4. Guard Barking

Guard barking is often interspersed with growling. This barking occurs when dogs feel threatened and is trying to make the threat go away.

A dog who is in guard barking mode will have a tense body posture, and possibly lunge towards the threat. They may also exhibit piloerection (the hair along the spine stands up). Punishing this type of barking will only serve to make the guarding response faster and stronger next time. Imagine what happens when an owner uses a e-collar on their dog for growling when they see another dog. Each time the dog is punished for growling, they may be associating the painful shock to what they originally felt threatened by. Eventually, the threatened dog may explosively respond without any warning since they learned that the growl is not enough to keep the perceived threat away.

Dogs have the right to defend themselves, the behavior is written into their DNA; they would have died out long ago if they did not exhibit behaviors like guarding. The key is being aware of what a dog might feel threatened by, and managing the situations so they don’t guard more than necessary.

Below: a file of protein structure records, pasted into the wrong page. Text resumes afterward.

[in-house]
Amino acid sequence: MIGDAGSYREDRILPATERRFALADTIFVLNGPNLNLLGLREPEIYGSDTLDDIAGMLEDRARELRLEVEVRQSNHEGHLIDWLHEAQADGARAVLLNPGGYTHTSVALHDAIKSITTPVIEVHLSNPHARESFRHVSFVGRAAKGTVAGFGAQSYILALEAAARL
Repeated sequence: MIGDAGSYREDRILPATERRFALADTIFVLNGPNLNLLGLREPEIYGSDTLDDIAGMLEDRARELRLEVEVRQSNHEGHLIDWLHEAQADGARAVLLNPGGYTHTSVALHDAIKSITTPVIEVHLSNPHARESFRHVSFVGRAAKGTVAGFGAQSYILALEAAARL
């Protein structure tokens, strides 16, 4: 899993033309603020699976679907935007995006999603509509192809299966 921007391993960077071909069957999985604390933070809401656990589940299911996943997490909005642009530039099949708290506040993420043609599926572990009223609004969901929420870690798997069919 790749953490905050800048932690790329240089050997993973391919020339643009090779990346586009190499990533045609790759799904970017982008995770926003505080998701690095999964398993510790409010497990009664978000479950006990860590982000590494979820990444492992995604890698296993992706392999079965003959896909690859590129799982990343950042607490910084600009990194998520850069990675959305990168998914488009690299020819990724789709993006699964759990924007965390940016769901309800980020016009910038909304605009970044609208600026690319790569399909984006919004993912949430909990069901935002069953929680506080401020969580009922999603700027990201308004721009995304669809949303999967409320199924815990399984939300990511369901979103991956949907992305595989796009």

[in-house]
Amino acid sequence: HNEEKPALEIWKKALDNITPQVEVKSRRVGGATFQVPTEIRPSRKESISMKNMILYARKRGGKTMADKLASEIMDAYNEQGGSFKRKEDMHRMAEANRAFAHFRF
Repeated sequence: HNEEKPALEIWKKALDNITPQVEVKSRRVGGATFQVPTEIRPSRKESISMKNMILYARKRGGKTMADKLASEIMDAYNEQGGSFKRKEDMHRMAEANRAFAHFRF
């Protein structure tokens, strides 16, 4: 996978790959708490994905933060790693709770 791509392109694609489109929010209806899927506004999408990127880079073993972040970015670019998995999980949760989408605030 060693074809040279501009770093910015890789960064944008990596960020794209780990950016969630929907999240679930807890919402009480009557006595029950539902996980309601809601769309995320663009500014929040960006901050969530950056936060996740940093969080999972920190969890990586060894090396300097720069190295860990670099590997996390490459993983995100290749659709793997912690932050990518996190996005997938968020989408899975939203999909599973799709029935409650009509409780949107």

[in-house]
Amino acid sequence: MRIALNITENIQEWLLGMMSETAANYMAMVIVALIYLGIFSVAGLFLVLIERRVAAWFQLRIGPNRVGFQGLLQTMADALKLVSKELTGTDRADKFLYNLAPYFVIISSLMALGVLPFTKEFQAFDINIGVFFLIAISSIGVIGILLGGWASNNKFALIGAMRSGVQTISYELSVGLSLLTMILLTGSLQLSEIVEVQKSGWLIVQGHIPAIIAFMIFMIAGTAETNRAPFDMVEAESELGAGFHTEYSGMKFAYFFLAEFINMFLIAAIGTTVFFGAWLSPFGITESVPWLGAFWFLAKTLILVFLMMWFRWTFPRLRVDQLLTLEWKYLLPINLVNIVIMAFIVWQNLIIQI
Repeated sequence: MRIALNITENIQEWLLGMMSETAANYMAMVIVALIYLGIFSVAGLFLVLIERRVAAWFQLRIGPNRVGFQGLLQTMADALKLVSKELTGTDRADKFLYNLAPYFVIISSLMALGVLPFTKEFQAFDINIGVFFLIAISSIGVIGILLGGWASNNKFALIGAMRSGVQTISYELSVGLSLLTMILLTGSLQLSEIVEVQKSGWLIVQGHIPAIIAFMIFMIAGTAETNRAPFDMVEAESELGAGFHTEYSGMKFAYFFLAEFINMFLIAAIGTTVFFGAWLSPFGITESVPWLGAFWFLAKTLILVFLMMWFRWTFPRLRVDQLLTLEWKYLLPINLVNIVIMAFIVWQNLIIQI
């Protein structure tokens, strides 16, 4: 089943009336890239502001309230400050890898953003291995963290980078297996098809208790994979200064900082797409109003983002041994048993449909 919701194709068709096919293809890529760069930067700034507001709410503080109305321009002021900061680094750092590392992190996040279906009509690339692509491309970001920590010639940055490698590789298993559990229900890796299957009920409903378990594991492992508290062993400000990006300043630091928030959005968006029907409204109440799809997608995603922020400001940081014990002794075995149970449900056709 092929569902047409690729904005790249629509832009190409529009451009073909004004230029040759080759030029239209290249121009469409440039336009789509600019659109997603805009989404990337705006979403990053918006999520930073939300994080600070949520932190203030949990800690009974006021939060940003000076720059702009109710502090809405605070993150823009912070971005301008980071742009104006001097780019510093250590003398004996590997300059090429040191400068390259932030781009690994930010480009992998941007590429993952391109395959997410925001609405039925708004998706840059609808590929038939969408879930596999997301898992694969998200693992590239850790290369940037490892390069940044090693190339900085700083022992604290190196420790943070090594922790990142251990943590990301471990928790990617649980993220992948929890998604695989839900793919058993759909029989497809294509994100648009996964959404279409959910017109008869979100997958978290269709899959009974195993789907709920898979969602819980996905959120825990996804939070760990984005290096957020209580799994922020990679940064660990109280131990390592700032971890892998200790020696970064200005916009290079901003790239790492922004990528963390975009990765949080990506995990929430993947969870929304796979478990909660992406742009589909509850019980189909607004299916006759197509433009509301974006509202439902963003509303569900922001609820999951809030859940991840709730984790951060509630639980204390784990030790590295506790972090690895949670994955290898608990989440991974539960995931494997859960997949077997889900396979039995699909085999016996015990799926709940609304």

5. Learned Barking

Learned barking happens when the environment or owner unintentionally rewards barking. This can occur when a dog is asking for attention, when the doorbell rings, or other potentially exciting situations. You can tell it is a learned barking pattern when the dog barks, stops, and looks around (usually for the owner).

My older dachshund Murphy is notorious for his learned barking patterns. Ball under the couch? BARK BARK BARK *check back to make sure we heard* BARK BARK BARK. Cutting any food on a cutting board? It must mean it’s for him. Cue BARK BARK BARK *check to make sure we heard* BARK BARK BARK. Nearing his dinner time? Go to pantry and BARK BARK BARK *run over to us to make sure we heard* BARK BARK BARK. They are very demanding sounding barks!

The key to these learned barking patterns is to not acknowledge them. Doing so acts as a reinforcer for continued barking. Instead, ask the dog to do an incompatible behavior like Sit, Down, Watch Me, etc. before continuing. Mitigating the situations causing learned barking is the first step, and training an incompatible behavior is the next. For Murphy, this looks like picking up the toys before he can shove them under the couch, or giving him a food puzzle like a stuffed Kong to work on while we cut food on the cutting board.

Things To Consider

Barking is natural and an essential way dogs express themselves with. There is no way to humanely stop it altogether. When dogs bark, they are saying something they want us to understand. Meet your dog’s needs, and barking will invariably decrease to a manageable level.